Does Estrangement Run in Families?
It's more common than we realize.
Posted Sep 05, 2019
My parent had a sibling. Both were over 40 when that sibling cut my parent off without a word.
The sibling went, as folks say in recovery, no-contact.
They lived seven miles apart. On any given day thenceforth, they might have crossed paths at a restaurant or the beach, but never did. My parent, weird before, grew weirder—as if squinting through splinters of shattered heart that spun in salted air whose turquoise tenderness now just seemed cruel.
Having none, I saw siblings as spectators, as one sees cells in microscopes and sloths in zoos. Siblinghood clearly could mean living with your lookalike best friend—or with a torturer granted relentless access in toxic proximity. Your would-be witnesses and would-be saviors are the fond parents of your torturer, too.
My parent having been cut off cast us into a permanent, pee-scented pall. We stopped observing holidays, as if we had no right.
The cutoff should have surprised no one. It had precedents. My grandmother cut off two of her sisters. One of them then cut the other off. Together, they had cut their brother off for wedding someone of a different faith.
Estrangement is a leitmotif in half my family tree.
One half—back East and barely known to me—grows dazzlingly branched and bloomed. The half I know, the local half, stands spindly, gouged with suppurating scars from severed boughs.
My great-grandfather and his brother co-owned a store before cutting one another off. Each made his children vow to cut off all their cousins. Whack, whack, slash. An aunt cut off her twentysomething son. Whack, slash.
Whoever hears my story either blinks perplexedly and says How sad or chimes My family too, counting examples on their fingers. Either of these extremes: What? or Whoa, that's us.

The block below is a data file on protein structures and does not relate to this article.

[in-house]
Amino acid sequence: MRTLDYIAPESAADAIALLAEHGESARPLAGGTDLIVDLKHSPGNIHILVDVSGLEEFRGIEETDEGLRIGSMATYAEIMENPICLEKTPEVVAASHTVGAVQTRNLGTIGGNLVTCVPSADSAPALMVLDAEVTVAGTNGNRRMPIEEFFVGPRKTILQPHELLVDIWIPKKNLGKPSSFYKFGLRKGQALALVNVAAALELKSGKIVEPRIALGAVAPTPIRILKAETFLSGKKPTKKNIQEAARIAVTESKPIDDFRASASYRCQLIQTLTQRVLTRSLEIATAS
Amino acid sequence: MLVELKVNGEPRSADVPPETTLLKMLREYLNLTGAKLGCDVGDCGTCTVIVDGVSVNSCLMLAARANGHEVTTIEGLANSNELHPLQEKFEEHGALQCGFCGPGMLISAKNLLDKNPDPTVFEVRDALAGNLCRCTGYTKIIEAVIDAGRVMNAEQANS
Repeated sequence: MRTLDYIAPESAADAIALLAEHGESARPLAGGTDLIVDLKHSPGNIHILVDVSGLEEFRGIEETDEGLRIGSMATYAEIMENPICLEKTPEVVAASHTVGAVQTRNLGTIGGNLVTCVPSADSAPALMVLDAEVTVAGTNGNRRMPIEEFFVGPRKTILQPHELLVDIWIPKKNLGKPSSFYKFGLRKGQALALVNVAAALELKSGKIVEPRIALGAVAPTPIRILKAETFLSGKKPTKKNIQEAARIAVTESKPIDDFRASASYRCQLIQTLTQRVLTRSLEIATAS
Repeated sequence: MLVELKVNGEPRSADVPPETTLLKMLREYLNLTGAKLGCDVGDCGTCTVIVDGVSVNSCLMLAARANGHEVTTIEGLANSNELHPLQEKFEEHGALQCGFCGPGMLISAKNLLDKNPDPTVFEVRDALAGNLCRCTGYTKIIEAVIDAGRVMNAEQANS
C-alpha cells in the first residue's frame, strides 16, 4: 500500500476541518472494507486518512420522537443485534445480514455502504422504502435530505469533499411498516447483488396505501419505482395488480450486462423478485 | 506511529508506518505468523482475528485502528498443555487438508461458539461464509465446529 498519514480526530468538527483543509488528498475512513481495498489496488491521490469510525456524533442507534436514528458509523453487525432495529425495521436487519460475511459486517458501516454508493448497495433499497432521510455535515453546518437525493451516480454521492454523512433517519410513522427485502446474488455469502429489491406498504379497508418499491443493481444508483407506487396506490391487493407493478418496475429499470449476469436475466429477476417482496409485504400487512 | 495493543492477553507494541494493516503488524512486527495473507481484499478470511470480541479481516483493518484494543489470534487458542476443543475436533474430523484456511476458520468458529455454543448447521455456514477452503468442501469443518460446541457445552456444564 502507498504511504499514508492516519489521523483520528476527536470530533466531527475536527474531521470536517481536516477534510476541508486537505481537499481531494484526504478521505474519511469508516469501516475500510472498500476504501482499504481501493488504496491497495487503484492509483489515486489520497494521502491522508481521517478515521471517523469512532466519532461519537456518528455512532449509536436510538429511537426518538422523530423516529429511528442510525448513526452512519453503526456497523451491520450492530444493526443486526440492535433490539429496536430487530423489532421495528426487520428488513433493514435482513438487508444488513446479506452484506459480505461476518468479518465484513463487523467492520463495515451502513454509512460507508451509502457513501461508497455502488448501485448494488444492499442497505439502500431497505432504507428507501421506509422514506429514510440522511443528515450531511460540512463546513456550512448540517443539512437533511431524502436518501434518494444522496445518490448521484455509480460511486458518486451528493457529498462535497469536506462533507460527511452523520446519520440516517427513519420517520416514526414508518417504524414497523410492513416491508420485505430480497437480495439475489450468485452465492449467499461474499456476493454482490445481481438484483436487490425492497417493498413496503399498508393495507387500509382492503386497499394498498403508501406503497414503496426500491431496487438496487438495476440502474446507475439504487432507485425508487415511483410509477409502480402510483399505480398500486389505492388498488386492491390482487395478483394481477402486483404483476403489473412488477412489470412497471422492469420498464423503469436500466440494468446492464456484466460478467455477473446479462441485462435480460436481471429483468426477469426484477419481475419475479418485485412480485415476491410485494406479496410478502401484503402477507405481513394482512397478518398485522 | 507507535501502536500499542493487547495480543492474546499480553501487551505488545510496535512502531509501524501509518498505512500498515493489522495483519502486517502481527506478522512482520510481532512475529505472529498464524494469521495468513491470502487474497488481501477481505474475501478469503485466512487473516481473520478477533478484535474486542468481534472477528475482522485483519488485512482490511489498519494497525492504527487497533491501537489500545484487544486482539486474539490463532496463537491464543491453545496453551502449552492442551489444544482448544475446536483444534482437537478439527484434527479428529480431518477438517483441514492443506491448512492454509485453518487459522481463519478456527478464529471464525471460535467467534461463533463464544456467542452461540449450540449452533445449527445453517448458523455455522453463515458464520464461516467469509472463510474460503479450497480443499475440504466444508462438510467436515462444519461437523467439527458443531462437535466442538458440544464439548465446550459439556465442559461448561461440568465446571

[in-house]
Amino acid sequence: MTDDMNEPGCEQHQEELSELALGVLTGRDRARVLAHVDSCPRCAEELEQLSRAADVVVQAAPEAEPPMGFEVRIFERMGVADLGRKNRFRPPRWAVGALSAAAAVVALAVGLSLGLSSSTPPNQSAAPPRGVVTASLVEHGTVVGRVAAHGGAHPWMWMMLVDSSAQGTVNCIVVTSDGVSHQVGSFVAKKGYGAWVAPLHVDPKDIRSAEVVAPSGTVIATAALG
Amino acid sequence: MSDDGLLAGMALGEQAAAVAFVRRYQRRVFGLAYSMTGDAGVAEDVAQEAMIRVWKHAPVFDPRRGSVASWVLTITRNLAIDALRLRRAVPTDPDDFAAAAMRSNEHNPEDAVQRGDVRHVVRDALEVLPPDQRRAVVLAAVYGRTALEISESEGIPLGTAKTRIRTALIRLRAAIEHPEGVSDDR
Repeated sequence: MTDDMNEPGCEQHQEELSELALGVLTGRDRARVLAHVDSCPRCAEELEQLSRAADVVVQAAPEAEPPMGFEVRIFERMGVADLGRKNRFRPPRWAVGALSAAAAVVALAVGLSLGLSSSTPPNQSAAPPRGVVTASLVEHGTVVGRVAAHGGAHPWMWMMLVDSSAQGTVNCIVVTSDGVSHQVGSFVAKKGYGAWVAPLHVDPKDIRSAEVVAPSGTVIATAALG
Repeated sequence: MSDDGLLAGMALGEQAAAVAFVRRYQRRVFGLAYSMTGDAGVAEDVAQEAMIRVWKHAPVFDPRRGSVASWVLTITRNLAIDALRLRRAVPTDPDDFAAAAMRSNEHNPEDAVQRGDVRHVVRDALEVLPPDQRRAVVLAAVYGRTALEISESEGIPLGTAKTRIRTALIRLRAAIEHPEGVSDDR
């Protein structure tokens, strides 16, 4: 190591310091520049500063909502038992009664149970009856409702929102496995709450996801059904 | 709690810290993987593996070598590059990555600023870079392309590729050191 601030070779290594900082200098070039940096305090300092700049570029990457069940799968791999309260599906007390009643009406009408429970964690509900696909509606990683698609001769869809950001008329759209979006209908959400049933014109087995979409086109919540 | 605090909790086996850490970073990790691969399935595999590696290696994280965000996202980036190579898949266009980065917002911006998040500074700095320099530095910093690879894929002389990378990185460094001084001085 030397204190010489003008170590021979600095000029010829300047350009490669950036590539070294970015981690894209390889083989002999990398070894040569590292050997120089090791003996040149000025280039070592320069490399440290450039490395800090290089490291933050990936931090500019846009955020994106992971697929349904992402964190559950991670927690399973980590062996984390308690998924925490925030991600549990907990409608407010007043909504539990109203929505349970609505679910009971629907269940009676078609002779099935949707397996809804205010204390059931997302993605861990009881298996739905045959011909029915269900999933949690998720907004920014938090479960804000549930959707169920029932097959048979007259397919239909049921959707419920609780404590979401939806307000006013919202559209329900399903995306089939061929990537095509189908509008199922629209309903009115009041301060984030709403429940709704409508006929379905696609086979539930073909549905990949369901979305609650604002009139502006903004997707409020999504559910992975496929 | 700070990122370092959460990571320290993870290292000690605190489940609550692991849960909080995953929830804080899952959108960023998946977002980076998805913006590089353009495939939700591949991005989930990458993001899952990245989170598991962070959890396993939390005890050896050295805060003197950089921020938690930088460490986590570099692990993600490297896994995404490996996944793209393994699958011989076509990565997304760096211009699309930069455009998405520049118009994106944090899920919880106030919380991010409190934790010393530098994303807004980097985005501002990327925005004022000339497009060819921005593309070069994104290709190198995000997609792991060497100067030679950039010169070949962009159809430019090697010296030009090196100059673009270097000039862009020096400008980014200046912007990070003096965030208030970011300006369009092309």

Sibling estrangement is more common than we think. Its magnitude is masked by shame. Sixty-eight percent of participants in a University of Cambridge survey said that social stigma worsened their estrangement woes: Society expects sisters and brothers to forgive, forget, look back and laugh.
My cut-off parent never publicly mentioned the cutter-off again, saying forevermore: I am an only child.
Do such estrangements run in certain families? Given how many loving siblings risk death for each other, sacrificing kidneys gladly, what renders shared parenthood so frail in families such as mine? Is it some tendency in our DNA? If so, what glitch do we inherit? Hypersensitivity to perceived slights and rivalries? An inability to bond? Low self-esteem, which spring-loads all of those?
Are sibling breakups the source or the symptom?
Or is it a matter of not nature but nurture, handed down like cake recipes?
Or is it both? Siblings cast sprawling shadows. One study revealed that bad sibling relationships in childhood were associated with a greater likelihood of middle-age depression and substance abuse. Another found that children bullied by their siblings ran a higher risk for depression and self-harm.
Are members of multi-estrangement families meaner and/or more disconsolate than most? Are we less capable of giving and receiving love? Does this "love deficit" impair our tolerance for anyone, even ourselves? Do we attach feebly by default, eagerly detaching at a glance?
Can we members of such families fix this — by some other means than mine, which was: Never have kids?
And when and why and how in history did this tradition or dysfunction start? Did certain ancestors wearing bearskins or hoopskirts tell their children: It is preferable to simply part?